“We’re going to put America first. That includes canceling billions in climate change spending for the United Nations, a number Hillary wants to increase, and instead use that money to provide for American infrastructure including clean water, clean air and safety,” the Republican presidential candidate said Oct. 31 at a rally in Warren, Mich. “We’re giving away billions and billions and billions of dollars,” he said.
In a policy statement from his campaign on the same day, “New Deal for Black America,” Trump said he would “cancel all wasteful climate change spending” under the Obama administration and plans by Democratic candidate Hillary Clinton, a sum that Trump said would total $100 billion over eight years.
Trump Campaign Explains Number
The Trump campaign did not give a specific tally to account for the $100 billion total in response to a query from Bloomberg BNA.
But in an e-mail, the campaign press office said that the figure combined an estimate of what the Obama administration had spent on climate-related programs, the amount of U.S. contributions to an international climate fund that Trump would cancel, and a calculation of what Trump believes would be savings to the economy if Obama’s and Clinton’s climate policies were reversed.
The Trump campaign said the $100 billion total included $50 billion, or what it estimated the Obama administration has spent on programs related to climate change.
“Eliminating that spending will save similar amounts over the Trump administration,” it said.
The e-mail said the estimate was based on a Congressional Research Service report in 2013 that looked at federal climate change funding from fiscal year 2008 to the administration’s budget request for FY 2014.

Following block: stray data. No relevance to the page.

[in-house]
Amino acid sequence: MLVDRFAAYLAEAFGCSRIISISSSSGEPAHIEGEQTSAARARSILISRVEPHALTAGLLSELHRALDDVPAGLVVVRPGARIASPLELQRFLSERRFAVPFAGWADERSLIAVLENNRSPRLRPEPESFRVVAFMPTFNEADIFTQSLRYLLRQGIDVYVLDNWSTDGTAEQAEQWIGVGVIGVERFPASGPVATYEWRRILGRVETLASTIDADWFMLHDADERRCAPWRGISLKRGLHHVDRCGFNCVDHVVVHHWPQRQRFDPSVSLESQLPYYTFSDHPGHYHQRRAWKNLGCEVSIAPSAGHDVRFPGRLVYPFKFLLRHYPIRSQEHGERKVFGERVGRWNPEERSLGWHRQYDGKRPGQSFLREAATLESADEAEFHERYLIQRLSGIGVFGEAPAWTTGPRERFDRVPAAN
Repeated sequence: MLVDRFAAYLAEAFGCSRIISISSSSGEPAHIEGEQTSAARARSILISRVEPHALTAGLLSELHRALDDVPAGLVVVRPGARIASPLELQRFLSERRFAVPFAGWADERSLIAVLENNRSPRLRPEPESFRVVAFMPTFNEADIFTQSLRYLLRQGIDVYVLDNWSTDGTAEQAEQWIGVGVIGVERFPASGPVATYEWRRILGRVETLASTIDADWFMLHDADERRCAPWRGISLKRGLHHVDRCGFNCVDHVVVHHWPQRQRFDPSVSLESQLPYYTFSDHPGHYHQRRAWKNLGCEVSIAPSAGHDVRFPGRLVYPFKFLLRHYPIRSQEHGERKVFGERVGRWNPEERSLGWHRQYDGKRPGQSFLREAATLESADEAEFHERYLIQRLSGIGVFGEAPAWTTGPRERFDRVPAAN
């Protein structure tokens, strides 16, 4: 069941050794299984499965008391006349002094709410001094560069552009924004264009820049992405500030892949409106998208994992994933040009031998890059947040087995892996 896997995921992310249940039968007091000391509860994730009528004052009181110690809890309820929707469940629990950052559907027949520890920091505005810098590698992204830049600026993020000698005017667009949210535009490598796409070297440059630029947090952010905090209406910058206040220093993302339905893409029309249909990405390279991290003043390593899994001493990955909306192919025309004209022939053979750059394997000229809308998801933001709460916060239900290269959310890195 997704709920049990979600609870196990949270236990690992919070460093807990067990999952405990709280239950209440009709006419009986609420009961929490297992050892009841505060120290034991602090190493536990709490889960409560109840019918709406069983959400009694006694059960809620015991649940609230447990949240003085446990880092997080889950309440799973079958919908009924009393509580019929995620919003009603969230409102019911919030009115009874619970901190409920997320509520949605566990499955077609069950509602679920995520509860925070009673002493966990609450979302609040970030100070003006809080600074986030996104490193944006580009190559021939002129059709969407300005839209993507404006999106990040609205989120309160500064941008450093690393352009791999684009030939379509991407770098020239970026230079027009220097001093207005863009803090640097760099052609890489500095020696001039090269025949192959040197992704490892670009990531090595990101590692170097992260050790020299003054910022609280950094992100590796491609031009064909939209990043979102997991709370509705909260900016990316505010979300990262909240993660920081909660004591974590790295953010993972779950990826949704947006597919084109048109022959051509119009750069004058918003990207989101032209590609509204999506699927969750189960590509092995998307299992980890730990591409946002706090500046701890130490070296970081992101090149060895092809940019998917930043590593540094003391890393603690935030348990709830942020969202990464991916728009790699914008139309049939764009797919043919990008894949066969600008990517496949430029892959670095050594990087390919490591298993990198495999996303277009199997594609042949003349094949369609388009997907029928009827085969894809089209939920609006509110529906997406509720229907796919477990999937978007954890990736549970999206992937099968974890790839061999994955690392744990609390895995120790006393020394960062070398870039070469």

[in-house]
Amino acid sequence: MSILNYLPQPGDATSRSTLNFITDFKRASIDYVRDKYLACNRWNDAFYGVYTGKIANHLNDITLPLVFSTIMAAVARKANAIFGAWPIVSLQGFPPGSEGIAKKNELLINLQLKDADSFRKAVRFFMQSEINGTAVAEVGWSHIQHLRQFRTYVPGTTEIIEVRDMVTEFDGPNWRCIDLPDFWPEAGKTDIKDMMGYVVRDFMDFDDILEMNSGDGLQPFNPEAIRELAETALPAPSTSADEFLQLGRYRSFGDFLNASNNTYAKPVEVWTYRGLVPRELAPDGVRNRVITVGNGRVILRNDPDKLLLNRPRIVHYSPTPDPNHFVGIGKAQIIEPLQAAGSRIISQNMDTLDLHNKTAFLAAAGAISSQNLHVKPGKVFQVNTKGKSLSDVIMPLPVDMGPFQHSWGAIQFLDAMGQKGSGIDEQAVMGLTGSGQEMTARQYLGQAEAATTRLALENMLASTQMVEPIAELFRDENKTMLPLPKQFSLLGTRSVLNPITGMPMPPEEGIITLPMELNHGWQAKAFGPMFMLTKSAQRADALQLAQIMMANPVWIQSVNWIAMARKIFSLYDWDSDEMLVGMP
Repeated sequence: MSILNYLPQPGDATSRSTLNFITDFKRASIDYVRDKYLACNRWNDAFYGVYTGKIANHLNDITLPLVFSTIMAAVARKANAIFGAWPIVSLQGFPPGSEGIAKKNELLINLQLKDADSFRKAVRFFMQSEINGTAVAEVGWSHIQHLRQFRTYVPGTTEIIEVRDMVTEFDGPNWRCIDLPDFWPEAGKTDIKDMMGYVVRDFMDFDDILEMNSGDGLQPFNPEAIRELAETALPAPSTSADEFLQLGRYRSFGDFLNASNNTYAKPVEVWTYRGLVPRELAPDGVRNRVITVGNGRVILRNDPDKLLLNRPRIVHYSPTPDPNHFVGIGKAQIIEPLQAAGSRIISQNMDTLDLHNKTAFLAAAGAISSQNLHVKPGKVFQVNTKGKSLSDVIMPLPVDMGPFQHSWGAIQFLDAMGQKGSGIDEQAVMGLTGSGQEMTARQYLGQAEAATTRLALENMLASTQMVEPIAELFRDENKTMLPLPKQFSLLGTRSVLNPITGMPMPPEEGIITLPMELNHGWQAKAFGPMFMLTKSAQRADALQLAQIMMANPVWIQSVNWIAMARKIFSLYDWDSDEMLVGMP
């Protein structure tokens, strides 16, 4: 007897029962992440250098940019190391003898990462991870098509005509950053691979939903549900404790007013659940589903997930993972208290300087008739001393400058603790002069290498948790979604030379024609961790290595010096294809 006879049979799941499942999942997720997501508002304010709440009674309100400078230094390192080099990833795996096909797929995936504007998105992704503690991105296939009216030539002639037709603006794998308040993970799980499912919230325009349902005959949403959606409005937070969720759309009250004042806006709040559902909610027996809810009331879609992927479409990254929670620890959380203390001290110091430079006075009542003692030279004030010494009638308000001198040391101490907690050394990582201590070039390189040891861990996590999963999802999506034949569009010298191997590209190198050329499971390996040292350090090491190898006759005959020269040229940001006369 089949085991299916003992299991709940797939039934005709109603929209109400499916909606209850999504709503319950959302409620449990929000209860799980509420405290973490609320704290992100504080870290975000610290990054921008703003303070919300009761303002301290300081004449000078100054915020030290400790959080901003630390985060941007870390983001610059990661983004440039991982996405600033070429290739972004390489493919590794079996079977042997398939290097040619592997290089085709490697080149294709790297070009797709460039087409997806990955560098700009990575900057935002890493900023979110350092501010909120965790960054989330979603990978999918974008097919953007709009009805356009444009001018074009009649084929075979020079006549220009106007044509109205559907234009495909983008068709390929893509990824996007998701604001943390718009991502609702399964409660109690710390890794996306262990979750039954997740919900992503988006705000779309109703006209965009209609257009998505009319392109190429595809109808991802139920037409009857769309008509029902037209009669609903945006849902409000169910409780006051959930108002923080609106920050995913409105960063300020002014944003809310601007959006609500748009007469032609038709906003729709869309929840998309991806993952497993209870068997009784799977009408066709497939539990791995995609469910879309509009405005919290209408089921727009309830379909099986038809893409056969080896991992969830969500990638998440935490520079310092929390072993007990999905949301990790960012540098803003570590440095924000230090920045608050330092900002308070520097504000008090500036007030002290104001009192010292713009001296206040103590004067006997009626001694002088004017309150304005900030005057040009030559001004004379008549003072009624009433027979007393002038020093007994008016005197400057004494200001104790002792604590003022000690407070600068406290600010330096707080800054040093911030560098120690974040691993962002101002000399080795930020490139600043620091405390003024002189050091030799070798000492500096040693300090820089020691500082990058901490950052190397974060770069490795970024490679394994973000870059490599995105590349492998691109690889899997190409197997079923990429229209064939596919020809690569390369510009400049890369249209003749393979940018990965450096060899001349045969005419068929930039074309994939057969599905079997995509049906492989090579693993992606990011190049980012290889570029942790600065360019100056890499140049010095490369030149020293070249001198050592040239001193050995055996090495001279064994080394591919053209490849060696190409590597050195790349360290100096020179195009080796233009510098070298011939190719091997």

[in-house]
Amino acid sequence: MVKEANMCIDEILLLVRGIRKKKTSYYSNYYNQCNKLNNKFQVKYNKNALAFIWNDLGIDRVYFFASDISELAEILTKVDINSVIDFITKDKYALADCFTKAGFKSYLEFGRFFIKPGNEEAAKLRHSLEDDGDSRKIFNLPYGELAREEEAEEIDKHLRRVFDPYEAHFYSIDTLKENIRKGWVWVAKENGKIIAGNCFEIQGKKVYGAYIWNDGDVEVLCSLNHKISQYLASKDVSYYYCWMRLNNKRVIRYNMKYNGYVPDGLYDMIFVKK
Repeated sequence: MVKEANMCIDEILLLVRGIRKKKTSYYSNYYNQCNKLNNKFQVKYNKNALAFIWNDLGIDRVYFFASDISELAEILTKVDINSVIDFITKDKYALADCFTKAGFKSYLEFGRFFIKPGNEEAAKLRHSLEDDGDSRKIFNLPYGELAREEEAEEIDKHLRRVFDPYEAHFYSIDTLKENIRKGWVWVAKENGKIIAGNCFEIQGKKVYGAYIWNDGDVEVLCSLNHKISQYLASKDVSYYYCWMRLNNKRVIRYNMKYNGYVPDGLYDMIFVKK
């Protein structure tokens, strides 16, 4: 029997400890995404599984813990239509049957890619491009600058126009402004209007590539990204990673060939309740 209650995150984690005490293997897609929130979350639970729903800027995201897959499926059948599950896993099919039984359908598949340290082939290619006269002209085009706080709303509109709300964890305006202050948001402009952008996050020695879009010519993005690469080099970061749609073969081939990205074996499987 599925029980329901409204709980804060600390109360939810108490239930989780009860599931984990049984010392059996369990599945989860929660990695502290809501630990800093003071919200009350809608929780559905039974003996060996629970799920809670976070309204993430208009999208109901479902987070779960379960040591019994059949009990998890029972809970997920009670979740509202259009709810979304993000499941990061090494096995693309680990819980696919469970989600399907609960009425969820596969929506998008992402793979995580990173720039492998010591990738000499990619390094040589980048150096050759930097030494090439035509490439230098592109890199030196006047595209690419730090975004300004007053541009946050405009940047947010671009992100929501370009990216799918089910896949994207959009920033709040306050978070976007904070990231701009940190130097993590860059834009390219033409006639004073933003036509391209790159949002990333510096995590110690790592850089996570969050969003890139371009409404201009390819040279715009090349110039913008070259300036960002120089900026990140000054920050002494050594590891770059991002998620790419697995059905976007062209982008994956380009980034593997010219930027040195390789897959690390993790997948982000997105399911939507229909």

However, that report did not estimate the administration’s full spending related to climate change over eight years. The nonpartisan research service reported that direct federal spending to address global climate change totaled about $77 billion from FY 2008 through FY 2013, and that 75 percent of that amount was for technology development and deployment, mostly through the Department of Energy.
The report said that the breakdown in the administration’s FY 2014 request of $11.6 billion for these programs was about 68 …
China criticizes Trump plan to exit UN climate pact – Claim U.S. ‘economic & social progress will be affected’
China on Tuesday rejected a plan by U.S. Republican presidential candidate Donald Trump to back out of a global climate change pact, saying a wise political leader should make policy in line with global trends, a rare comment on a foreign election.
The world is moving towards balancing environmental protection and economic growth, China’s top climate change negotiator told reporters, in response to a query on how China would work with a Trump administration on climate change. . .
“If they resist this trend, I don’t think they’ll win the support of their people, and their country’s economic and social progress will also be affected,” Xie Zhenhua said.
“I believe a wise political leader should take policy stances that conform with global trends,” China’s veteran climate chief said.
Trump has threatened to reject the Paris Agreement, a global accord negotiated by nearly 200 governments to battle climate change that takes effect on Friday.…
Australia should leave “the unrepresentative swill” of the UN : Senator Malcolm Roberts
Youtube: Climate Realists of Five Dock